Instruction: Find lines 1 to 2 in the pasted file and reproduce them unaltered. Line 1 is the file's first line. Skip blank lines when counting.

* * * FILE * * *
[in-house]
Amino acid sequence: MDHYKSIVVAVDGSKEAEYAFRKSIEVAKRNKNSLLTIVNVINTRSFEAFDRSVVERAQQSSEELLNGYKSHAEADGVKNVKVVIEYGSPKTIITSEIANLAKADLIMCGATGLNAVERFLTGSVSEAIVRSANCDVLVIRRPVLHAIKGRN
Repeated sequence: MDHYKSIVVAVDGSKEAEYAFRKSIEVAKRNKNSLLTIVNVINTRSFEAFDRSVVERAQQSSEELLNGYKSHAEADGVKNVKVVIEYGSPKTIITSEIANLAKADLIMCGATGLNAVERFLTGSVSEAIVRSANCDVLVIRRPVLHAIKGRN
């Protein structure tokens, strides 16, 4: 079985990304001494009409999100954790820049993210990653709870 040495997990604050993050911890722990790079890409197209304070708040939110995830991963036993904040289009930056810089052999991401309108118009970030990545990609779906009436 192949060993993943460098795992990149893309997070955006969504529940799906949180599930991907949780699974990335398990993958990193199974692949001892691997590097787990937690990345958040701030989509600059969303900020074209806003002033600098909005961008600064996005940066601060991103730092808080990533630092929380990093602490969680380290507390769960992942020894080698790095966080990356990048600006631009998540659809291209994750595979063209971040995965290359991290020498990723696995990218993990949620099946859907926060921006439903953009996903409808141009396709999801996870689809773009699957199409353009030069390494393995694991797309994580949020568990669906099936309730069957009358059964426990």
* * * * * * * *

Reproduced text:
[in-house]
Amino acid sequence: MDHYKSIVVAVDGSKEAEYAFRKSIEVAKRNKNSLLTIVNVINTRSFEAFDRSVVERAQQSSEELLNGYKSHAEADGVKNVKVVIEYGSPKTIITSEIANLAKADLIMCGATGLNAVERFLTGSVSEAIVRSANCDVLVIRRPVLHAIKGRN